Belgian consumer organisation threatens legal action against Ryanair after strike
After "hundreds of complaints" from travellers about the way Ryanair is handling the consequences of the recent strike by Belgium-based cabin crew, Belgian consumer organisation Test Aankoop is formally putting the Irish low-cost airline in default. A new lawsuit – after a similar strike in 2018 a class action was launched – is not ruled out.
On Monday, Belgian State Secretary for Consumer Protection Eva De Bleeker (Open Vld, Flemish Liberals) already denounced the way Ryanair allegedly obstructs travellers who want to claim compensation for a flight that was cancelled due to the strike. She ordered the Belgian Economic Inspectorate to inform Irish authorities about the matter.
Test Aankoop also says that Ryanair "did not properly inform the affected passengers about their right to a lump sum payment in addition to the reimbursement of their ticket", the consumer organisation said in a press release on Tuesday. The airline also failed to provide a form to claim such compensation.
"After informal contact with Ryanair did not lead to a satisfying answer, Test Aankoop is now formally calling on Ryanair to respect air passenger rights", the organisation adds.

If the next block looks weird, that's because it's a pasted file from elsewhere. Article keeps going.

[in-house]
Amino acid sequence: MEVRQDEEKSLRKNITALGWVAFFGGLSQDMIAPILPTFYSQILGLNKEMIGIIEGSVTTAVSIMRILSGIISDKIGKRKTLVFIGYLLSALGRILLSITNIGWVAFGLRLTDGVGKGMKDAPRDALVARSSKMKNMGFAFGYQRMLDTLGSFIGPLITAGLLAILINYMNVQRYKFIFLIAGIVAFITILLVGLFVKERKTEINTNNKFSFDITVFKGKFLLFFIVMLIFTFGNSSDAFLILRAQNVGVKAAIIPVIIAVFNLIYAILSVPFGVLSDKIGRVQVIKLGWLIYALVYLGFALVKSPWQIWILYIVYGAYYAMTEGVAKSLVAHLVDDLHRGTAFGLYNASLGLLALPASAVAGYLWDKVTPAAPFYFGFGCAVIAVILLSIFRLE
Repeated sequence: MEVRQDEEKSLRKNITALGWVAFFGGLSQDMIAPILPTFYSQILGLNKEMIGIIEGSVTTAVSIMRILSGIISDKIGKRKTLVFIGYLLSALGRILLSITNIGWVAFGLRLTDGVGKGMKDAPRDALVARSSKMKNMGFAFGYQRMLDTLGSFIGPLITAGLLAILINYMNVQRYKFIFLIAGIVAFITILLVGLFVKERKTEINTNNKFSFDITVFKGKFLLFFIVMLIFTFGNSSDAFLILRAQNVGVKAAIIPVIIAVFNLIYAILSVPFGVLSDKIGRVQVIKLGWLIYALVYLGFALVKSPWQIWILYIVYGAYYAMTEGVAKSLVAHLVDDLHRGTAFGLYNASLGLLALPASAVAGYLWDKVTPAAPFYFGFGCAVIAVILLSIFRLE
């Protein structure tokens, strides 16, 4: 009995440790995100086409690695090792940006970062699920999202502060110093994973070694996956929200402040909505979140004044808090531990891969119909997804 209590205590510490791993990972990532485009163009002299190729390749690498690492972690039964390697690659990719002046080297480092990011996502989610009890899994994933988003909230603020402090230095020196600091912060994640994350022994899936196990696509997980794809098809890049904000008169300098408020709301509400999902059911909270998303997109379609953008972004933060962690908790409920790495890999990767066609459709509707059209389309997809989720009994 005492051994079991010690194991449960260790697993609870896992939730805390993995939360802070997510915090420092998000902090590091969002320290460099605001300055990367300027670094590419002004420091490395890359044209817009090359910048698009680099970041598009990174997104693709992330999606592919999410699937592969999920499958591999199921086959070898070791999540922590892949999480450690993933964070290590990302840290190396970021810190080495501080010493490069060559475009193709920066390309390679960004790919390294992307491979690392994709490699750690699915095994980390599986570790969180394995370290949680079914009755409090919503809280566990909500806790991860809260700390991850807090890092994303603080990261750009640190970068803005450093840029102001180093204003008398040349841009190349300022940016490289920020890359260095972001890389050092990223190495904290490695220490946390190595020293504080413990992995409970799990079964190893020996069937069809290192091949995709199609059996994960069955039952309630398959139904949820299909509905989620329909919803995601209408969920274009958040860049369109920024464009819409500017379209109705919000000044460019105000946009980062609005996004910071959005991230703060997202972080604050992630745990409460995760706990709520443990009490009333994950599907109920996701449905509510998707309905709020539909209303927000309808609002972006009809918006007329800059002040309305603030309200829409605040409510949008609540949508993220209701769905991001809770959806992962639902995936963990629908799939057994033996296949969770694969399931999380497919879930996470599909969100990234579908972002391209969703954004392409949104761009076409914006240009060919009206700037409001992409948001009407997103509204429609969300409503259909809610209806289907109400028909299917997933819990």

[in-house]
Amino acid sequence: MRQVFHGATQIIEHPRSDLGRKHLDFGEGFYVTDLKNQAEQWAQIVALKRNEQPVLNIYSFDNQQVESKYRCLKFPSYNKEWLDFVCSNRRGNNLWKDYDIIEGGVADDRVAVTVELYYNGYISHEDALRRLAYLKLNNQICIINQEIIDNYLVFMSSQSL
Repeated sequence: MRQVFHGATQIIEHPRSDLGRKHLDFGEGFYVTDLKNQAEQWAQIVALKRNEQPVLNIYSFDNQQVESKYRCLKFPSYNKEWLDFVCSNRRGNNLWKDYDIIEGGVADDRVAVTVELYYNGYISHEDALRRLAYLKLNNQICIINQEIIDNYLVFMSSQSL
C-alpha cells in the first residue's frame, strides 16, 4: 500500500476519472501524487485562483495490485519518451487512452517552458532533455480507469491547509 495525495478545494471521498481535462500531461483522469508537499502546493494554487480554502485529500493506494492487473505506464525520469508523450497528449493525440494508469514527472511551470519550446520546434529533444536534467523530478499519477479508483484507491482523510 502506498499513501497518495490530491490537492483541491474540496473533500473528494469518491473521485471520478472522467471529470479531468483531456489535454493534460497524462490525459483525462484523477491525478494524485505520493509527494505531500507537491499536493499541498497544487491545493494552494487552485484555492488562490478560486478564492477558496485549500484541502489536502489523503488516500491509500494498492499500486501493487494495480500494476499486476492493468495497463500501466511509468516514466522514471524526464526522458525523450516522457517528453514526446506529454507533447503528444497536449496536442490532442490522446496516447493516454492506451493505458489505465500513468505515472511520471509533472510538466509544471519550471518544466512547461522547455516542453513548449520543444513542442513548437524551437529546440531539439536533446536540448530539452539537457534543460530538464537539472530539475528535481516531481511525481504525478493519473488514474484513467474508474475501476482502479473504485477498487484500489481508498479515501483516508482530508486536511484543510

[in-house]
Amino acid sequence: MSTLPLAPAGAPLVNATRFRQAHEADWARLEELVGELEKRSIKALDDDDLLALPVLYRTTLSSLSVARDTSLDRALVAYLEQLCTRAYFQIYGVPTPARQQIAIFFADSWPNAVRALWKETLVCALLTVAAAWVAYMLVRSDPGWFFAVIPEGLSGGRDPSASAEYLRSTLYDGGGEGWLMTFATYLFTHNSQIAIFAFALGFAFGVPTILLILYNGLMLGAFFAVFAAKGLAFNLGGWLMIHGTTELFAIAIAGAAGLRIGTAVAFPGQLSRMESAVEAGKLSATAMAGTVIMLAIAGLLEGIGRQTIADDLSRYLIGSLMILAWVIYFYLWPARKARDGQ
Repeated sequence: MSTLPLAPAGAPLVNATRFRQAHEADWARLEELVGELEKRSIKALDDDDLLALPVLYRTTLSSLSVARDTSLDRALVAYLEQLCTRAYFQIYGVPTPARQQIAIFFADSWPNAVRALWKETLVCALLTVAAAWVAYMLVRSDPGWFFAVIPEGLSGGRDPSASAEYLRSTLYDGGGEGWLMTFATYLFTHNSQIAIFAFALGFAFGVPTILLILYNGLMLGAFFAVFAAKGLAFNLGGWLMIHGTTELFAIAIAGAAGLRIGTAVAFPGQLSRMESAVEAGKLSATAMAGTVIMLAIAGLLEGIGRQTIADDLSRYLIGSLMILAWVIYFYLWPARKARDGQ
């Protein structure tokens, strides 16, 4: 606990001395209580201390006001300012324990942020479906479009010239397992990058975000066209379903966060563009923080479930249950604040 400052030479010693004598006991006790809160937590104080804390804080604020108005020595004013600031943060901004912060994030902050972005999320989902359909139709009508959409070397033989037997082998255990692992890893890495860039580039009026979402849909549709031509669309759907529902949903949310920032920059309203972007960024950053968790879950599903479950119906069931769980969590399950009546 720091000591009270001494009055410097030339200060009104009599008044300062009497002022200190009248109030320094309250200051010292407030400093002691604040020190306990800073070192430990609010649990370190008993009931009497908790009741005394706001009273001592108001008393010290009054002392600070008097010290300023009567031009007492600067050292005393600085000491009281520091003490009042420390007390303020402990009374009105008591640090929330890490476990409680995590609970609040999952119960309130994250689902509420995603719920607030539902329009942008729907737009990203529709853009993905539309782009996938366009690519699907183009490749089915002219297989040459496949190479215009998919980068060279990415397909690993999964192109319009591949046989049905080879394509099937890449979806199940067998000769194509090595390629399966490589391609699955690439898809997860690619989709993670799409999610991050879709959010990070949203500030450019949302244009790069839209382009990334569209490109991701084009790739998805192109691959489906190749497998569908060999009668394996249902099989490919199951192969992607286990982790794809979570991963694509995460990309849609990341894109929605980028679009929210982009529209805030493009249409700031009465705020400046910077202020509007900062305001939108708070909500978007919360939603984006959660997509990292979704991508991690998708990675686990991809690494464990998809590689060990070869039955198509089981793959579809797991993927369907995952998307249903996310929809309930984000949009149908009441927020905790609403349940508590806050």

Spokesperson Simon November adds that Test Aankoop "is not excluding any means of forcing Ryanair to comply with its legal obligations, including legal action".
Ryanair's Belgian-based flight attendants went on strike on April 22, 23 and 24, partly because of the failure to reach a new collective agreement on wages and premiums. Hundreds of flights were cancelled at the airports of Charleroi and Zaventem.
After a previous series of strikes in the summer of 2018, Test Aankoop initiated a class action against Ryanair. This eventually resulted in an amicable settlement, with Ryanair promising to compensate the 33,000 or so passengers affected.
© PETRAS MALUKAS / AFP